Kuhina Nui

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Kuhina Nui of the Hawaiian Islands
Kuhina Nui
Kuhina Nui flag.svg
Flag of the Kuhina Nui
Royal Coat of Arms of the Kingdom of Hawaii.svg
Coat of arms of the Kingdom of Hawaii
Style His/Her Highness
Nominator Kamehameha I to Kamehameha V
Inaugural holder Kaʻahumanu I
Formation 1819
Final holder Mataio Kekūanāoʻa
Abolished 1864

Kuhina Nui was a powerful office in the Kingdom of Hawaiʻi from 1819 to 1864. It was usually held by a relative of the king and was the rough equivalent of the 19th-century European office of Prime Minister or sometimes Regent.

Origin of the office[edit]

Prior to the establishment of the office of Kuhina Nui by Kamehameha, there was a position called Kālaimoku ("kālai" meaning "to carve" and "moku" being an island). This was an ancient office from the very dawn of Hawaiian civilization. During this time before the Kuhina Nui Kalanimoku, a trusted chief of Kamehameha, was the Kālaimoku until Kamehameha established the office of the Kuhina Nui. When King Kamehameha II assumed the throne in 1819, his father's favorite wife, Queen Kaʻahumanu, told him Kamehameha I had wished for her to rule the kingdom alongside him. Whether this was really the will of Kamehameha I is a matter of debate. In either case, Kamehameha II did not object and the office of Kuhina Nui was created for Kaʻahumanu. According to other sources, Kamehameha I had wanted Kaʻahumanu to succeed her father Keeaumoku Papaiahiahi as chief counselor.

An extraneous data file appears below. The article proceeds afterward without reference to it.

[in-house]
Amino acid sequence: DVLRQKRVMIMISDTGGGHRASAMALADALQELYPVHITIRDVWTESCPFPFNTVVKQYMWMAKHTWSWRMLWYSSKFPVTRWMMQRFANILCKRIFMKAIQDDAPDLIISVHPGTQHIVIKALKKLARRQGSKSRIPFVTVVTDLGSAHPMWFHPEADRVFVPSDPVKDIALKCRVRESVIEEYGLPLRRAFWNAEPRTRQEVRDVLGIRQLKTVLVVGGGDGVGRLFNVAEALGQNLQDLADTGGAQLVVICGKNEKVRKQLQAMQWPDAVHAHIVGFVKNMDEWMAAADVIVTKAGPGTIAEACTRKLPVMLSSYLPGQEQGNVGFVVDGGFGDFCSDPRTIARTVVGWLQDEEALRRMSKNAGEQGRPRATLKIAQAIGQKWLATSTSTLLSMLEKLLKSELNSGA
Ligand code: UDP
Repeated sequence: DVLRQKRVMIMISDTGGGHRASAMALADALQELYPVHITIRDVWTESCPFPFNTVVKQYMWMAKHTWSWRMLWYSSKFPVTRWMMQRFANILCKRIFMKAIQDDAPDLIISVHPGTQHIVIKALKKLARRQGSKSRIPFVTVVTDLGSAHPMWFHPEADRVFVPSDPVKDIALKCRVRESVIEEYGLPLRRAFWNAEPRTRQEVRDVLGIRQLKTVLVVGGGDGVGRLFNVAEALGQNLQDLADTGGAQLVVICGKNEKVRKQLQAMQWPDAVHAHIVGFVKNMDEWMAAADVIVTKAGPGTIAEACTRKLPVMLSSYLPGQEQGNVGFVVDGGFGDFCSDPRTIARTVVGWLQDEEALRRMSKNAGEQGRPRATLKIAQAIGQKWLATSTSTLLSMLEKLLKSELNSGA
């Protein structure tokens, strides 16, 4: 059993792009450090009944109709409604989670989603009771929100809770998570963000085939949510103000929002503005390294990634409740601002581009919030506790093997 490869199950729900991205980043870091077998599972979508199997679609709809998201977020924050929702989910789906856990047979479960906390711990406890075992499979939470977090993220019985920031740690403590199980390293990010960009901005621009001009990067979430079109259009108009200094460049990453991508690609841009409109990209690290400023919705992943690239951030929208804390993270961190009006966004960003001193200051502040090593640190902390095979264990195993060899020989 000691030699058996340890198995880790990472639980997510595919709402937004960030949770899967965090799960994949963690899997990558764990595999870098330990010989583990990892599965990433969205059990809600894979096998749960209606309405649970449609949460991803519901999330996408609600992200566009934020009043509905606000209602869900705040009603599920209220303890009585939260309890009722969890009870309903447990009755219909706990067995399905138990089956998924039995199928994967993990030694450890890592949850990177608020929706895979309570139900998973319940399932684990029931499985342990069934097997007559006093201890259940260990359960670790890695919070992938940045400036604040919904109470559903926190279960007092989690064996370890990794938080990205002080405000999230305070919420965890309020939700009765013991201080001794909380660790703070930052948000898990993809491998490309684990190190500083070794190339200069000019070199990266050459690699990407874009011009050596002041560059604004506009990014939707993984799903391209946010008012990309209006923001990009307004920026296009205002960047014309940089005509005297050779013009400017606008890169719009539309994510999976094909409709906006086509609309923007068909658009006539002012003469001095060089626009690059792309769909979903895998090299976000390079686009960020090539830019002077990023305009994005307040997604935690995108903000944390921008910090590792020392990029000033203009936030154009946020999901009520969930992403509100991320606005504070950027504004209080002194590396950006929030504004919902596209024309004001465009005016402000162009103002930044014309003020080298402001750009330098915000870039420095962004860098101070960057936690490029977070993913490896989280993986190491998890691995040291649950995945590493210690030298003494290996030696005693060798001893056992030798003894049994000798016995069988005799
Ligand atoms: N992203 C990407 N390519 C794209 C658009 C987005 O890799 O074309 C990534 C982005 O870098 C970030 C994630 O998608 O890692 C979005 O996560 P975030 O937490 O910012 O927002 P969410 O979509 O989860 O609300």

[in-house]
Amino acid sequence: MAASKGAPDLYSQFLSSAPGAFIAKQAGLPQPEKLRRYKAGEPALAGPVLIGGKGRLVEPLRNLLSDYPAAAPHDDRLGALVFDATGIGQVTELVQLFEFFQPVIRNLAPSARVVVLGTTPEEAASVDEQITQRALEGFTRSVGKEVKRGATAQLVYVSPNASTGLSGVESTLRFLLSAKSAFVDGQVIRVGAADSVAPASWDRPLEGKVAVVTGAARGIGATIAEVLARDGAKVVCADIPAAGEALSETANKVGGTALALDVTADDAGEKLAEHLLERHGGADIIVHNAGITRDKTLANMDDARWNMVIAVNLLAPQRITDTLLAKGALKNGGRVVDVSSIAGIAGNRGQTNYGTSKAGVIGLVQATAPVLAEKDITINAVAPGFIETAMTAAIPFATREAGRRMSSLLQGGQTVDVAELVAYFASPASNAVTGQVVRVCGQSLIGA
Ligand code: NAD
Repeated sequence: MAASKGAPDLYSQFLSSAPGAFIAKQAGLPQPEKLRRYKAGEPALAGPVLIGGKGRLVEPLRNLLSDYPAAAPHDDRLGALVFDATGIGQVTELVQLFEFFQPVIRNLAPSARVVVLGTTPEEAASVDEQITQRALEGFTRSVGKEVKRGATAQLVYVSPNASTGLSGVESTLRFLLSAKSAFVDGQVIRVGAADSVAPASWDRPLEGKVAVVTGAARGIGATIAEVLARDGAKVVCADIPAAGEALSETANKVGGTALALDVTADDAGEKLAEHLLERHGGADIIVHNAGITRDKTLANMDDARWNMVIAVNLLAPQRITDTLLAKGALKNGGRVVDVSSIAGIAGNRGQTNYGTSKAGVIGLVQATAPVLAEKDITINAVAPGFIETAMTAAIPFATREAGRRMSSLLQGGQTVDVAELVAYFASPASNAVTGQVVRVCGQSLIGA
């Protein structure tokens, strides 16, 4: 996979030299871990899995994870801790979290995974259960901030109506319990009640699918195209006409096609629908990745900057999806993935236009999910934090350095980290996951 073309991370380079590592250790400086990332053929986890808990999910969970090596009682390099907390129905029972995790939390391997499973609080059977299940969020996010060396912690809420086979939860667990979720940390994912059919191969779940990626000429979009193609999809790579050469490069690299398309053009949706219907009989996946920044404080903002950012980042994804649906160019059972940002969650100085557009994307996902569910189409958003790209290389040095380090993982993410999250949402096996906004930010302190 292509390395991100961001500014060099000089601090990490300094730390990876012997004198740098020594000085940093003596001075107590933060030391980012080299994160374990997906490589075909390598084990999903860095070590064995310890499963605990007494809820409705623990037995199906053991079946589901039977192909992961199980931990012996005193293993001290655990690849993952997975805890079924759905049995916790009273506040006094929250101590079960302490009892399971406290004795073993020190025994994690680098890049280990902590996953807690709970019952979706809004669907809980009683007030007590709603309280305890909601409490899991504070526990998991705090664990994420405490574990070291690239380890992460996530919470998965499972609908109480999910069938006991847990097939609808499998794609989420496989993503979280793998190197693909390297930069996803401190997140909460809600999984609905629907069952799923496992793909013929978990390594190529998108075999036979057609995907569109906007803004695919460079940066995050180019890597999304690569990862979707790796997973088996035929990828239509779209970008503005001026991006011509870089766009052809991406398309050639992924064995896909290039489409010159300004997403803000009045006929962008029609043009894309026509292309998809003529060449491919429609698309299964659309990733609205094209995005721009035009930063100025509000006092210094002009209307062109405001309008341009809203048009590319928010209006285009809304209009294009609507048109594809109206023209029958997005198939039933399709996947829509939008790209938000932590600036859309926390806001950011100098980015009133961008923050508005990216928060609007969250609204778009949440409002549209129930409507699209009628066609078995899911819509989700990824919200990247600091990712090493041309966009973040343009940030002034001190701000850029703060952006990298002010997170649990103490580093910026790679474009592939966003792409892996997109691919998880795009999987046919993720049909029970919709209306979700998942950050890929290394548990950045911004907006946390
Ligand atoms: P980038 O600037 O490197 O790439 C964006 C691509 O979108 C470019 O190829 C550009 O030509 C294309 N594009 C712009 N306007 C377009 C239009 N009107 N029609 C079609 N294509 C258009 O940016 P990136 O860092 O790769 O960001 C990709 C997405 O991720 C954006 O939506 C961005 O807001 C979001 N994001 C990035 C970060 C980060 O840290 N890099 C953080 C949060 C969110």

Kaʻahumanu became the driving force behind the kingdom’s policy during the reign of Kamehameha II. She and another one of Kamehameha I's wives, Keopuolani, pressured Kamehameha II into abolishing the old kapu system of laws and religion.

Conflict between the Kuhina Nui and the King[edit]

At the death of Kamehameha II in 1824, his younger brother and heir Kauikeaouli was still only a child. Because of this, Kaʻahumanu ruled in his place as regent. After her death in 1832, a queen named Kīnaʻu, a daughter of Kamehameha I and the Dowager Queen of Kamehameha II, assumed the office of Kuhina Nui as Kaʻahumanu II and the regency until her half-brother Kauikeaouli declared himself to be of age in 1833. Kauikeaouli was crowned King Kamehameha III thereafter and the office of Kuhina Nui became the second-most powerful office in the kingdom.[1]

During Kīnaʻu's time in office, the offices of the king and Kuhina Nui often battled for power. This was mainly due to conflict between the views of the two people holding the office. While Kamehameha III desired a revival of the old Hawaiian culture, his elder sister Kīnaʻu wanted Hawaiʻi to be a Protestant state which tolerated no other religion. For the first few years of Kamehameha III’s reign, the kingdom suffered from the frequent quarrels between Kīnaʻu and the king.

The Constitution of 1840[edit]

The 1840 Constitution of the Kingdom of Hawaiʻi codified the office of Kuhina Nui into law. The constitution specified the following duties and powers:

  • The Kuhina Nui was to be appointed by the King.
  • All business connected with the special interests of the kingdom which the King wished to transact was to be done by Kuhina Nui under the authority of the king.
  • All documents and business of the kingdom executed by the Kuhina Nui were to be considered as executed by the King's authority.
  • All government property was to be reported to the Kuhina Nui.
  • The King was not allowed to act without the knowledge of the Kuhina Nui, nor was the Kuhina Nui allowed to act without the knowledge of the King.
  • All important business of the kingdom which the King chose to transact in person, he could do only with the approbation of the Kuhina Nui.

The 1840 Constitution created a degree of power sharing between the King and Kuhina Nui. Both were given seats in the House of Nobles in the legislature and both also held seats in the Kingdom's judiciary.